After a series of investigative reports in the Canwest newspapers in March of this year called attention to the lack of any legal basis under Canadian law for US government access to information about flights to and from Canada that overfly the US (notably including Canada-Cuba flights), the Canadian Conservative minority government has responded by introducing a bill earlier this month that would, if approved by the Canadian Parliament, override Canada’s Personal Information Protection and Electronic Documents Act (PIPEDA) to allow the US or any foreign government to find out who is on flights to and from Canada overflying those countries, even if they don’t land in the US.
Canadian law was amended after September 11, 2001, to override PIPEDA and allow US government access to airline reservation data, but only for flights that actually carry passengers to or from the USA. BIll C-42 would extend that to overflights of any country that wants to vet (or simply log) who’s on flights through its airspace.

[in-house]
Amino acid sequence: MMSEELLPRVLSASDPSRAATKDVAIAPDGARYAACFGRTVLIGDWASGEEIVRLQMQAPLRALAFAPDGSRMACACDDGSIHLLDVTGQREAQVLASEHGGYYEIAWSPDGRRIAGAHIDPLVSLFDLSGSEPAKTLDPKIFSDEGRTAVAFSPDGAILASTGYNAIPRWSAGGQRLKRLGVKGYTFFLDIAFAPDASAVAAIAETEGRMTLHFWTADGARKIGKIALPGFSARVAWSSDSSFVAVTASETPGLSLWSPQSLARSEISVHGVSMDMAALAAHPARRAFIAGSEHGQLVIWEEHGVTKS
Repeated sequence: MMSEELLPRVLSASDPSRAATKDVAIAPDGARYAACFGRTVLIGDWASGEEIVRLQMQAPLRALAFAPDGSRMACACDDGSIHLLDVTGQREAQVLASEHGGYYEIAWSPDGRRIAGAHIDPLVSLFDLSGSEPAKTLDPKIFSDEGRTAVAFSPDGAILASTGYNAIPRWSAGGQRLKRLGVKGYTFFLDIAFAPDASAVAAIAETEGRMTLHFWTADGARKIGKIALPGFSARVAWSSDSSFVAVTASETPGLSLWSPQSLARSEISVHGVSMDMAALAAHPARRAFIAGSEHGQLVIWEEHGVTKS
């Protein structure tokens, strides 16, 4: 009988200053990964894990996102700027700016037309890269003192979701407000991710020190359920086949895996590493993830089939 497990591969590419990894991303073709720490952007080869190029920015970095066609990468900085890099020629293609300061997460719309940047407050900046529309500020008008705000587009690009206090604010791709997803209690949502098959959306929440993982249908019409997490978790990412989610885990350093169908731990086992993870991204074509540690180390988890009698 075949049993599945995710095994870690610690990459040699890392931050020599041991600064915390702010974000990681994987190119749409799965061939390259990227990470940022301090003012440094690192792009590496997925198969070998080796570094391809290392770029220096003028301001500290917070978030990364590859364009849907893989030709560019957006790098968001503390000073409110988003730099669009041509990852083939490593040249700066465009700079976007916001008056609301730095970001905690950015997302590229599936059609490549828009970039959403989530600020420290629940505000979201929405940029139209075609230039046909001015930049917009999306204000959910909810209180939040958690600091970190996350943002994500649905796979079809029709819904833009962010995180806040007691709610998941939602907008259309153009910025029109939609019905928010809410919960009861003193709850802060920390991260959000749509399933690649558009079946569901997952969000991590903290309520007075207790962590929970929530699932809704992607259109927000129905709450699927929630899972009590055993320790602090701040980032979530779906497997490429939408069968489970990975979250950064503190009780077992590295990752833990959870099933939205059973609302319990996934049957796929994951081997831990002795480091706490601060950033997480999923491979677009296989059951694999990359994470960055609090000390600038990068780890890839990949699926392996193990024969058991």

The sponsors of the latest proposal, Bill C-42, expect it to be controversial, and it has already been criticized by opposition MPs. Opposition parties have united to pass other legislation supported by the minority government related to collaboration with US wars (such as a measure supporting political asylum in Canada for people resisting service in the US military in wars in Iraq and Afghanistan that violate Canadian and international law), and some observers predict that could happen with Bill C-42 as well.
We certainly hope that Canadians learn from the mistakes of the USA, stand up for their sovereignty, and say “no” to US surveillance of overflights, just as people in the USA would say “no” if the Cuban government demanded to know who is on the dozens of flights every day that fly over Cuba en route between Miami and South America.